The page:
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Lord Of The Flies: How Does Golding Present The Loss Of Innocence?

In Goldings’ Lord of the flies, the boys slowly loose their civilization and become savages as they also lose their innocence as their original sin is revealed represented by the ‘beast’. He slowly describes them in ways to show us the change from what we know as good to evil. As Golding unveils the boy’s original sin, he slowly begins to refer to the boys as savages and even devils. He writes “…behind the tribe and the anonymous devils’ face swarmed across the neck.” This is very effective as it indicates to the reader that Golding now confirming the boys are drenched in Original sin as he labels them ‘devils’ after they have killed Piggy.

The innocence of the boys is lost as two of the boys are killed by other boys on the island. Piggy is killed when Roger releases a very large rock and it plunges him to his death. It says “…Piggy fell forty feet and landed on his back…his head opened and stuff came out and turned red.” In this quote, Golding uses quite a colloquial language to describe Piggys’ death. By using the word ‘stuff’ rather than the distinctive language he used to show us the meaning of Simons’ death, the effect of this is that although Piggy was the main character, he did not have a special meaning in this book. At the start of the book were Jack was faced with the challenge of killing a pig, as he was still civilized, he could bring himself to do it. Jack says ” I was choosing a place…I was waiting for a moment to decide where to stab him…

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They knew very well why he hadn’t…the knife descending and cutting into living flesh; because of the unbearable blood.” This indicates to me that Jack is still too innocent and he knew that he could not harm this pig for it had done nothing to him. However, things soon change as Jack is eager to prove to the others that he is capable of catching a pig and he lets his Original sin overtake his spirit. Golding writes “He passed like a shadow under the darkness of the tree and crouched, looking down at the trodden ground at his feet.” The effect of the words ‘shadow’ and ‘darkness’ suggest a sense of evil in Jack and his behaviour as Jack was the leader in the killing of the Christ-like figure Simon, showing us his loss of innocence.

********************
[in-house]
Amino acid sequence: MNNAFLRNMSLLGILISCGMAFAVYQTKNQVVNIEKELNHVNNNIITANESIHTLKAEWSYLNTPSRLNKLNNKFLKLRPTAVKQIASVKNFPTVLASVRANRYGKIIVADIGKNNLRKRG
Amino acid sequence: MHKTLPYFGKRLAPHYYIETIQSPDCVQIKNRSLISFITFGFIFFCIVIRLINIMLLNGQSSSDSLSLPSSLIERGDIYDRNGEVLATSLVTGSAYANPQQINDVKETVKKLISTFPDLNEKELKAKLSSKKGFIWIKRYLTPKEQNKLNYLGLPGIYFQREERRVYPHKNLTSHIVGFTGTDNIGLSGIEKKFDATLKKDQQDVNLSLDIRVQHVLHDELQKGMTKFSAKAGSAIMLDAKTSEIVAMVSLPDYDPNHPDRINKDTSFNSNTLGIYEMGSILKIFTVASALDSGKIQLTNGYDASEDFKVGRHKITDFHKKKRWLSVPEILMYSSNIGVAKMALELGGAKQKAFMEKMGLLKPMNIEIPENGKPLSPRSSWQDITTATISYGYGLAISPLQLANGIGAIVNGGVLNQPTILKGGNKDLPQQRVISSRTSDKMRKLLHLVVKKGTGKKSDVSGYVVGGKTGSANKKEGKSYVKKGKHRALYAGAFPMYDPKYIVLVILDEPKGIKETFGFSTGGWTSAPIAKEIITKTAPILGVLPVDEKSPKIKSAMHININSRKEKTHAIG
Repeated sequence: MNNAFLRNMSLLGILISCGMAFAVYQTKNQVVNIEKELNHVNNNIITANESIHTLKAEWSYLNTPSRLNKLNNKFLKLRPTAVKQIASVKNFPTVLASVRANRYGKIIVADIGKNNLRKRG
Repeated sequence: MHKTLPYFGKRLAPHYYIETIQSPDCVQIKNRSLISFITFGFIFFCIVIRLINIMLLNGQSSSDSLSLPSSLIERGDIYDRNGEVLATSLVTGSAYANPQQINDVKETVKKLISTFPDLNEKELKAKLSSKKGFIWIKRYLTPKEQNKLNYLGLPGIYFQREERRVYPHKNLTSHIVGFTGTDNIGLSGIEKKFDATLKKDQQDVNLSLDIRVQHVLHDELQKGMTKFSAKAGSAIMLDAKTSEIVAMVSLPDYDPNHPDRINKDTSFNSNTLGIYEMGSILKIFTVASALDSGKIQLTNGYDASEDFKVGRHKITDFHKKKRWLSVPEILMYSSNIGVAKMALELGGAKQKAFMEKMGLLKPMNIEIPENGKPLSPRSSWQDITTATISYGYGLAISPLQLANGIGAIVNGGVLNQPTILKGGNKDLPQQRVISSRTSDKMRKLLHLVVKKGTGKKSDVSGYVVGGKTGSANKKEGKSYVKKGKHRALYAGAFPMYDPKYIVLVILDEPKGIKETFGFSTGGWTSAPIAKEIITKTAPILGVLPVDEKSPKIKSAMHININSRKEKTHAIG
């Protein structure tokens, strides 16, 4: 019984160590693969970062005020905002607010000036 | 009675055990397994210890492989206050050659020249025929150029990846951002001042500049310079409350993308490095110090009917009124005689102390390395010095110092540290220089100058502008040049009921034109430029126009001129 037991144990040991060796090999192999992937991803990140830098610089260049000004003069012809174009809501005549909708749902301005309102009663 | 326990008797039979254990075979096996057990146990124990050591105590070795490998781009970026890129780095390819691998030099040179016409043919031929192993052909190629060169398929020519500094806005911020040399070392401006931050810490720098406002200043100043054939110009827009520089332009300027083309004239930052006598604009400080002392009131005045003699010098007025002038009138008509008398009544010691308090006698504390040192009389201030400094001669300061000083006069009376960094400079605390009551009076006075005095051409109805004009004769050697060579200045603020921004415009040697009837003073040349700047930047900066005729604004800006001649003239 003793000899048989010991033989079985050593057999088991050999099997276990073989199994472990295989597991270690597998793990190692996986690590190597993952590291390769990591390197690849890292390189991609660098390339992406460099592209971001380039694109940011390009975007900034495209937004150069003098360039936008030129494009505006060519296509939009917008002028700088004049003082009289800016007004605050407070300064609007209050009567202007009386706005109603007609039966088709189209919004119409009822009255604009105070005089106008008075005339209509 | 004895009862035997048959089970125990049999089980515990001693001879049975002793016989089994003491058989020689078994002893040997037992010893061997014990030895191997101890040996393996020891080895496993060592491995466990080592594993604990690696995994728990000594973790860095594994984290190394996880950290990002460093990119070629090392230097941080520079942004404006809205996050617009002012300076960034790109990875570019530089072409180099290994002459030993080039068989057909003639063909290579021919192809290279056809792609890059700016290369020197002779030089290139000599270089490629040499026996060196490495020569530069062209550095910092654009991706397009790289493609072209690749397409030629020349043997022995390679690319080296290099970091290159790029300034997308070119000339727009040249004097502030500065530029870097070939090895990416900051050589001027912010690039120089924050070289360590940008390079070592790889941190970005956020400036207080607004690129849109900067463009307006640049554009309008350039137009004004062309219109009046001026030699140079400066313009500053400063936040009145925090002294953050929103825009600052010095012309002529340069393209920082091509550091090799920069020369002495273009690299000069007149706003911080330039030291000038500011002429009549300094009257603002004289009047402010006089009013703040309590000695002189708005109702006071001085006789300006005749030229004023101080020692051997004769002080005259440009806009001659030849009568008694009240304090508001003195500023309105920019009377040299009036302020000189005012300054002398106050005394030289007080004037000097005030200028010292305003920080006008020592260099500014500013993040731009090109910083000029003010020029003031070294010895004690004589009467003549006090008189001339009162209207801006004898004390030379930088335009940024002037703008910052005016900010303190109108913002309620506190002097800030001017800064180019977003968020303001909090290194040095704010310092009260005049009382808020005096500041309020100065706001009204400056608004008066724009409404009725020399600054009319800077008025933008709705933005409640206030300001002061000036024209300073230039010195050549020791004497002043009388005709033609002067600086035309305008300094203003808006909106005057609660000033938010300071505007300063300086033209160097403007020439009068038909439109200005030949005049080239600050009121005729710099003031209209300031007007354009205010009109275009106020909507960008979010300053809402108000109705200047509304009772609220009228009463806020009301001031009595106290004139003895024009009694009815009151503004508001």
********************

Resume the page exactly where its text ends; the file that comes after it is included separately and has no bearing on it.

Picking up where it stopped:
Golding presents the loss of innocence by firstly describing the island as perfect but at the same time, he indicates to us that the boys’ very presence is tainting the island. He does this by calling the mark the aeroplane left when it crashed, a ‘scar’. It shows the boys had already made their mark on the island. He writes “…the long scar smashed into the jungle.” The effect of the onomatopoeia ‘smashed’ suggests that the boys had destroyed something that had always been there. The island can be compared to the Garden of Eden as it is also described as paradise before Adam and Eve ruin it. Just like the biblical story, the beast can represent the snake, unleashing the evil in the boys and snatching the innocence.

The only difference is that the beast is a state of the boys’ imagination and the snake was actually in front of Adam and Eve tempting them. Although this, Golding signals from the start when the ‘scar’ is mentioned, that the island will lose its perfection just as the boys’ eventually did. The loss of innocence is presented using one of the main themes of the book. The boys first establish democracy but then tyranny takes control. The ‘conch’ is used in the beginning enforced by Ralph but suggested by Piggy to ensure that everybody gets a say. This was before Jack got fed up and created his own tribe on the other side of the island where he was the leader. Jack is a tyrant and he rules by fear. It says “The two savages looked at each other, raised their spears and spoke in time. The Chief has spoken.”

As the boys’ savagery dramatically increases, they begin to paint their faces in their quest for pigs to kill. Golding writes “He looked down from behind his paint.” The painted faces are emblematic of their constant decline into savagery and their continuous movement away from innocence. The effect of Golding saying ‘looked down from behind his paint’ suggests that the boys are using the paint to cover up what they normally are the paint is a stepping stone into helping them become even more evil and savage. In this book, Golding has built up Rogers’s character who has been throwing stones.

However every time Roger throws these stones at others, he throws them to miss which indicates he still has innocence left in him. This is until all the innocence leaves him. He writes “Roger, with a sense of delirious abandonment, leaned all his weight on the lever.” The effect of this is that it shows the reader that the boys no longer have an ounce of civilization in them and can not deter right from wrong leading to the killing of Piggy. It tells us that they have become such ‘devils’ their own sin has overwhelmed them and they are no longer innocent boys as they were when they first landed on this island. They are as Golding would probably would say, Devilish Savages.

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Lord Of The Flies: How Does Golding Present The Loss Of Innocence?. (2021, May 08). Retrieved June 19, 2021, from